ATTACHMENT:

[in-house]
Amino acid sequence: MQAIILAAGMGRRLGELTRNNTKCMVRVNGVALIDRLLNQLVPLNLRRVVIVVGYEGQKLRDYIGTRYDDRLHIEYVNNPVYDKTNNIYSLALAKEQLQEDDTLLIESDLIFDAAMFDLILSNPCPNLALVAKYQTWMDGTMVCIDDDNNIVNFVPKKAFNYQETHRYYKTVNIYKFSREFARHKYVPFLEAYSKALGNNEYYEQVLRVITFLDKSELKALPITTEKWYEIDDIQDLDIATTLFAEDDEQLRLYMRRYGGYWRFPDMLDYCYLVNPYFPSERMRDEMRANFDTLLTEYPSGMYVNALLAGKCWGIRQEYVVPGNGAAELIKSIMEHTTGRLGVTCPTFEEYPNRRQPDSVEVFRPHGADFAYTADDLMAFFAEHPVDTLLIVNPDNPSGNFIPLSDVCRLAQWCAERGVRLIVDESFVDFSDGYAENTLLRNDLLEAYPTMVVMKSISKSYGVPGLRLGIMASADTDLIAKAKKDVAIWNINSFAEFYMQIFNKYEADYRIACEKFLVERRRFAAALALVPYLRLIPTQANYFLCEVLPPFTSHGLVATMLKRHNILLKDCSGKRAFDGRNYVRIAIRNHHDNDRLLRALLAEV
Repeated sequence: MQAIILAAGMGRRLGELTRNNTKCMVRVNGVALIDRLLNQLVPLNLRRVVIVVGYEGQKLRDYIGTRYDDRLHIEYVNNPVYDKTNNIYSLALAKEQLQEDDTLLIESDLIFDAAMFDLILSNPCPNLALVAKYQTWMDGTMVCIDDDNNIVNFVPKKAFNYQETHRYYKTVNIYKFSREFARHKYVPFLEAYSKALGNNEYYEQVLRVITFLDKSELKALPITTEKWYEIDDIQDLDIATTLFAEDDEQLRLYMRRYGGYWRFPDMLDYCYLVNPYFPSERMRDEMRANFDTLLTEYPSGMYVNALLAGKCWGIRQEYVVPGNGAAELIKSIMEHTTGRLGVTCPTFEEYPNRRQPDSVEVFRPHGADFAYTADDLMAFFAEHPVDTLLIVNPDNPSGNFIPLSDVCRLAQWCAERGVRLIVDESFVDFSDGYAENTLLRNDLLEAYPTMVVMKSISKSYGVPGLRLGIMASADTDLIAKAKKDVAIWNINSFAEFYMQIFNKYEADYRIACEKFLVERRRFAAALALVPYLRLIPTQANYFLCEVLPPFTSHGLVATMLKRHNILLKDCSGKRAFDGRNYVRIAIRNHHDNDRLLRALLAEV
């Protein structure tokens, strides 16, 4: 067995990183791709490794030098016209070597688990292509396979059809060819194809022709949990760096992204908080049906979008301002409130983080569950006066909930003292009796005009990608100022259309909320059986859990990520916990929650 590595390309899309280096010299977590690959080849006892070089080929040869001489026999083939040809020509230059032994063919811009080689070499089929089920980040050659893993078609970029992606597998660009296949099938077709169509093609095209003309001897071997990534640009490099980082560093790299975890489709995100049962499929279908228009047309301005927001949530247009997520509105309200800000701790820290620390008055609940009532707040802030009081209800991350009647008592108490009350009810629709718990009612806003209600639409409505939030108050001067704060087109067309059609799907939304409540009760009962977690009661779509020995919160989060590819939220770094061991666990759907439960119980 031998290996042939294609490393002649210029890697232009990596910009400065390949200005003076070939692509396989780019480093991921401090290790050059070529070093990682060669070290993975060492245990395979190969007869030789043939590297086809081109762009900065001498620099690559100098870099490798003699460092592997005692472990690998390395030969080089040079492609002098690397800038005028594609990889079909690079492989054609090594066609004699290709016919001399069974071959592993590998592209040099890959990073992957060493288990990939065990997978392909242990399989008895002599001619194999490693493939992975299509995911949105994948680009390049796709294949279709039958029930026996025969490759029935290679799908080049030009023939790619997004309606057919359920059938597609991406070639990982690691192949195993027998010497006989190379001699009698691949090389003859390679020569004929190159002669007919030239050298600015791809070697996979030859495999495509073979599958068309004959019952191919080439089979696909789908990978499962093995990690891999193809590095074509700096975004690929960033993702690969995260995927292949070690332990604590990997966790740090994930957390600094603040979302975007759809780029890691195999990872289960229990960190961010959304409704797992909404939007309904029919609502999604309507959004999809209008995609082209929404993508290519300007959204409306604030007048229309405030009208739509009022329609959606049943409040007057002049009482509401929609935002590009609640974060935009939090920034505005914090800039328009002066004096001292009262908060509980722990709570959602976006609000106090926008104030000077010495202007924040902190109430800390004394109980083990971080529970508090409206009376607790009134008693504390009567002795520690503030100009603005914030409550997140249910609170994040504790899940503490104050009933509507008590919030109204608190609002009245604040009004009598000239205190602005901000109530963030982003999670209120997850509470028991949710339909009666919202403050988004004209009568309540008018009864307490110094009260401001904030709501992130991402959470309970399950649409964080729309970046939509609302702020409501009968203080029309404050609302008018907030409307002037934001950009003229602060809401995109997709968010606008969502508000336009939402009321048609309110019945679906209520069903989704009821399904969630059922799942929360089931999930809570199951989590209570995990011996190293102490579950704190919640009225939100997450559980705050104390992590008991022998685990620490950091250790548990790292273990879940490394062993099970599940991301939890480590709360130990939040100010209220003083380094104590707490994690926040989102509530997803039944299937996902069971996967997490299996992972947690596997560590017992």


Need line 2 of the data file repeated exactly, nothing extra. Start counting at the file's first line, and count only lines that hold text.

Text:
Amino acid sequence: MQAIILAAGMGRRLGELTRNNTKCMVRVNGVALIDRLLNQLVPLNLRRVVIVVGYEGQKLRDYIGTRYDDRLHIEYVNNPVYDKTNNIYSLALAKEQLQEDDTLLIESDLIFDAAMFDLILSNPCPNLALVAKYQTWMDGTMVCIDDDNNIVNFVPKKAFNYQETHRYYKTVNIYKFSREFARHKYVPFLEAYSKALGNNEYYEQVLRVITFLDKSELKALPITTEKWYEIDDIQDLDIATTLFAEDDEQLRLYMRRYGGYWRFPDMLDYCYLVNPYFPSERMRDEMRANFDTLLTEYPSGMYVNALLAGKCWGIRQEYVVPGNGAAELIKSIMEHTTGRLGVTCPTFEEYPNRRQPDSVEVFRPHGADFAYTADDLMAFFAEHPVDTLLIVNPDNPSGNFIPLSDVCRLAQWCAERGVRLIVDESFVDFSDGYAENTLLRNDLLEAYPTMVVMKSISKSYGVPGLRLGIMASADTDLIAKAKKDVAIWNINSFAEFYMQIFNKYEADYRIACEKFLVERRRFAAALALVPYLRLIPTQANYFLCEVLPPFTSHGLVATMLKRHNILLKDCSGKRAFDGRNYVRIAIRNHHDNDRLLRALLAEV